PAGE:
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Stephen King's entry in the Hard Case Crime series is a story with little "on-screen" action, though a quick, pleasant read, as far as it goes. Stephanie McCann, a bright young intern at a local newspaper on an island off the coast of Maine, is told the story of a local mystery by her mentors, two genial old coots, long-time New England newspapermen, one 65, one 90. Years before, a man dubbed the "Colorado Kid" had arrived on the island from far off only to die, suddenly and mysteriously, soon after his arrival, with no one sure why he had come or how he died.

The book is not much in keeping with the Hard Case line. It's a mystery, or includes one, but is neither hardboiled nor noir. The story is neither scary nor dark nor violent, though there are a couple of creepy moments when the body is found—it seems King can't restrain the habit. The book mostly consists of one long conversation among likable characters, which is engaging enough, and which has its own plot line: Stephanie is being tested to see if she belongs in that job and in that place. The sorting out of whether and where she will fit in this world is the happy parallel to the sad story of the Kid. Both come to the island from far away, to meet very different fates.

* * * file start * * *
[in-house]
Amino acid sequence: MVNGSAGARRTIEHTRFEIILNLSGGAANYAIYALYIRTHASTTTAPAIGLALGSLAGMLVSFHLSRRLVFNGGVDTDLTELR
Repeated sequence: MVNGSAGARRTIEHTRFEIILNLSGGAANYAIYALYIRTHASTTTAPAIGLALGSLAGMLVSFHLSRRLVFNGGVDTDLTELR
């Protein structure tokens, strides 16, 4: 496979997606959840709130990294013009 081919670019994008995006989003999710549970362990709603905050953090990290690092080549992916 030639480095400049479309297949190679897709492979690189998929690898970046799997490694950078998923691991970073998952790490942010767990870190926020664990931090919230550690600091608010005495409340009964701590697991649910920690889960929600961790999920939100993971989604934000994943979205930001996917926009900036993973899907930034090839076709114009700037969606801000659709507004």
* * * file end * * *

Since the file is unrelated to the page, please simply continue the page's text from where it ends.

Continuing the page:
To a great extent, certainly on its surface, this is a novel of local color. King is proud of displaying his store of local knowledge, such as the expression "ridding up" for washing up after dinner. He's not so much showing off—this is not deep or rare knowledge—as attesting to his belonging, his authenticity, his right to speak of this place and these people. In this, The Colorado Kid is similar to his manner in Dolores Claiborne (1992).

In this respect, the book has more to do with Sarah Orne Jewett's The Country of the Pointed Firs (1896) than with either typical noir fiction or the books for which King is best known. But though Jewett's stories of the coast of Maine occur in rustic or tea-cozy settings, they launch from those into studies of character and further, into metaphysical questions; King does—or wants to do—the same, as he tells us in an afterword. But in doing so—in forcing his story into the mold of his idea, his theme—he cripples it.